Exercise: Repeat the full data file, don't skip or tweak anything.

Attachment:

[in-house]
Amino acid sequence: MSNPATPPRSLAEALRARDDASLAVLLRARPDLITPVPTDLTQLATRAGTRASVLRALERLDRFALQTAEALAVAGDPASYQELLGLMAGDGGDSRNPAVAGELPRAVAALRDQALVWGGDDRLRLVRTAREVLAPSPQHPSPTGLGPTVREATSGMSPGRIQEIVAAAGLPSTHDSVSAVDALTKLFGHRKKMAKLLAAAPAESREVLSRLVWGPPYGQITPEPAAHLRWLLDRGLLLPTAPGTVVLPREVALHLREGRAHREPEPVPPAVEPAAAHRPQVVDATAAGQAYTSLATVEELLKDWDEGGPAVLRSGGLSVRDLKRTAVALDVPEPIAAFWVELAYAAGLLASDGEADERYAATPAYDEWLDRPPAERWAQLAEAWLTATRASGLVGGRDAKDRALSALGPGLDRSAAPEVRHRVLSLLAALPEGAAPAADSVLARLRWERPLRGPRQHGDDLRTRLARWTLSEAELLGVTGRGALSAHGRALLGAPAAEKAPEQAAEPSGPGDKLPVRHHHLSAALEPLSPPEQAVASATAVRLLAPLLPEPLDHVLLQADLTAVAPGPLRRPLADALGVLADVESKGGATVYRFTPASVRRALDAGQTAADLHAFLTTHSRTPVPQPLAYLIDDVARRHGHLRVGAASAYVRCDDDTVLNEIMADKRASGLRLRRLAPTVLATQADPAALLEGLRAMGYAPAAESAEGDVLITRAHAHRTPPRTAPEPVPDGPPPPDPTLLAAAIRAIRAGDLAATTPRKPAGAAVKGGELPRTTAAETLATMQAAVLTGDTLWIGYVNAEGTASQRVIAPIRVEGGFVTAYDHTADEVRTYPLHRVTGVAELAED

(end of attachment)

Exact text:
[in-house]
Amino acid sequence: MSNPATPPRSLAEALRARDDASLAVLLRARPDLITPVPTDLTQLATRAGTRASVLRALERLDRFALQTAEALAVAGDPASYQELLGLMAGDGGDSRNPAVAGELPRAVAALRDQALVWGGDDRLRLVRTAREVLAPSPQHPSPTGLGPTVREATSGMSPGRIQEIVAAAGLPSTHDSVSAVDALTKLFGHRKKMAKLLAAAPAESREVLSRLVWGPPYGQITPEPAAHLRWLLDRGLLLPTAPGTVVLPREVALHLREGRAHREPEPVPPAVEPAAAHRPQVVDATAAGQAYTSLATVEELLKDWDEGGPAVLRSGGLSVRDLKRTAVALDVPEPIAAFWVELAYAAGLLASDGEADERYAATPAYDEWLDRPPAERWAQLAEAWLTATRASGLVGGRDAKDRALSALGPGLDRSAAPEVRHRVLSLLAALPEGAAPAADSVLARLRWERPLRGPRQHGDDLRTRLARWTLSEAELLGVTGRGALSAHGRALLGAPAAEKAPEQAAEPSGPGDKLPVRHHHLSAALEPLSPPEQAVASATAVRLLAPLLPEPLDHVLLQADLTAVAPGPLRRPLADALGVLADVESKGGATVYRFTPASVRRALDAGQTAADLHAFLTTHSRTPVPQPLAYLIDDVARRHGHLRVGAASAYVRCDDDTVLNEIMADKRASGLRLRRLAPTVLATQADPAALLEGLRAMGYAPAAESAEGDVLITRAHAHRTPPRTAPEPVPDGPPPPDPTLLAAAIRAIRAGDLAATTPRKPAGAAVKGGELPRTTAAETLATMQAAVLTGDTLWIGYVNAEGTASQRVIAPIRVEGGFVTAYDHTADEVRTYPLHRVTGVAELAED